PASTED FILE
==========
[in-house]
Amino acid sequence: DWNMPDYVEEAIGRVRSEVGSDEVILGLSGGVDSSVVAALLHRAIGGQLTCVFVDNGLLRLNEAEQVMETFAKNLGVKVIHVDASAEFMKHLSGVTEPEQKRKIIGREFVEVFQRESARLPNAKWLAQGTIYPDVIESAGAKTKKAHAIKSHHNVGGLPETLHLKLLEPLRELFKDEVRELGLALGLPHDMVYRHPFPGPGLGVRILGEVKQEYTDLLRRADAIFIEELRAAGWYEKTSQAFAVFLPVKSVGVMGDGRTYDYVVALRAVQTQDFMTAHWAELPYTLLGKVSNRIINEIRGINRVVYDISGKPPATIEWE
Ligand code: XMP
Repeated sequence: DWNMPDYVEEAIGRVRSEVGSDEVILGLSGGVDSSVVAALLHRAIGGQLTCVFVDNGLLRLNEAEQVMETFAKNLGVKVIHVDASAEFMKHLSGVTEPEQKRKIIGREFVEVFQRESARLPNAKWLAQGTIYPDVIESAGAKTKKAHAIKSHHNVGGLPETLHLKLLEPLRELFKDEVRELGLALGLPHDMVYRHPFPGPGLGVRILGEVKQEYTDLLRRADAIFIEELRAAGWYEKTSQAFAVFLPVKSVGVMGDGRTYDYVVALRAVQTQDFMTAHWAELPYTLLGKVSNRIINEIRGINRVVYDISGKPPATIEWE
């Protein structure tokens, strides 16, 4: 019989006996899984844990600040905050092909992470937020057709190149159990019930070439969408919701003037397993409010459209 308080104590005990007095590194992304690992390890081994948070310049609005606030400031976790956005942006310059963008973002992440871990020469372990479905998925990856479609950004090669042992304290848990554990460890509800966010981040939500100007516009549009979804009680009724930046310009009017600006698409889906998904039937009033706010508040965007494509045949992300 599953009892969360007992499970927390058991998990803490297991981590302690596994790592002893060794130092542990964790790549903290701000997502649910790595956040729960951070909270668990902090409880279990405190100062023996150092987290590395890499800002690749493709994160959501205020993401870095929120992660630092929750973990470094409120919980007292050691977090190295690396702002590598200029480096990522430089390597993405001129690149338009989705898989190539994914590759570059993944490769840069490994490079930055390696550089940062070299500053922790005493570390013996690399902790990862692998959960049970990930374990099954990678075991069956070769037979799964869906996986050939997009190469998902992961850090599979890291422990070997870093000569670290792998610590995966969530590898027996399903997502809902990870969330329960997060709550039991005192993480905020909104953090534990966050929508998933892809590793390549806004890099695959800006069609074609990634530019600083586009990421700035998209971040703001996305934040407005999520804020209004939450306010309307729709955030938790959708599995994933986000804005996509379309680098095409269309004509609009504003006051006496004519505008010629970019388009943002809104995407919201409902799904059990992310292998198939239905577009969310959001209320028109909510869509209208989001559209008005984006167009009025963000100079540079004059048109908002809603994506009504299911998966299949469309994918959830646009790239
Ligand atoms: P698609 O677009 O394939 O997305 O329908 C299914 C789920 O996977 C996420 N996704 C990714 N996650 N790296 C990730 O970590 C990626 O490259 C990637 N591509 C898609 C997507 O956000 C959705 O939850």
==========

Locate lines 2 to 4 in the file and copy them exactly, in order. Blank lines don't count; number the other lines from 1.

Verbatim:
Amino acid sequence: DWNMPDYVEEAIGRVRSEVGSDEVILGLSGGVDSSVVAALLHRAIGGQLTCVFVDNGLLRLNEAEQVMETFAKNLGVKVIHVDASAEFMKHLSGVTEPEQKRKIIGREFVEVFQRESARLPNAKWLAQGTIYPDVIESAGAKTKKAHAIKSHHNVGGLPETLHLKLLEPLRELFKDEVRELGLALGLPHDMVYRHPFPGPGLGVRILGEVKQEYTDLLRRADAIFIEELRAAGWYEKTSQAFAVFLPVKSVGVMGDGRTYDYVVALRAVQTQDFMTAHWAELPYTLLGKVSNRIINEIRGINRVVYDISGKPPATIEWE
Ligand code: XMP
Repeated sequence: DWNMPDYVEEAIGRVRSEVGSDEVILGLSGGVDSSVVAALLHRAIGGQLTCVFVDNGLLRLNEAEQVMETFAKNLGVKVIHVDASAEFMKHLSGVTEPEQKRKIIGREFVEVFQRESARLPNAKWLAQGTIYPDVIESAGAKTKKAHAIKSHHNVGGLPETLHLKLLEPLRELFKDEVRELGLALGLPHDMVYRHPFPGPGLGVRILGEVKQEYTDLLRRADAIFIEELRAAGWYEKTSQAFAVFLPVKSVGVMGDGRTYDYVVALRAVQTQDFMTAHWAELPYTLLGKVSNRIINEIRGINRVVYDISGKPPATIEWE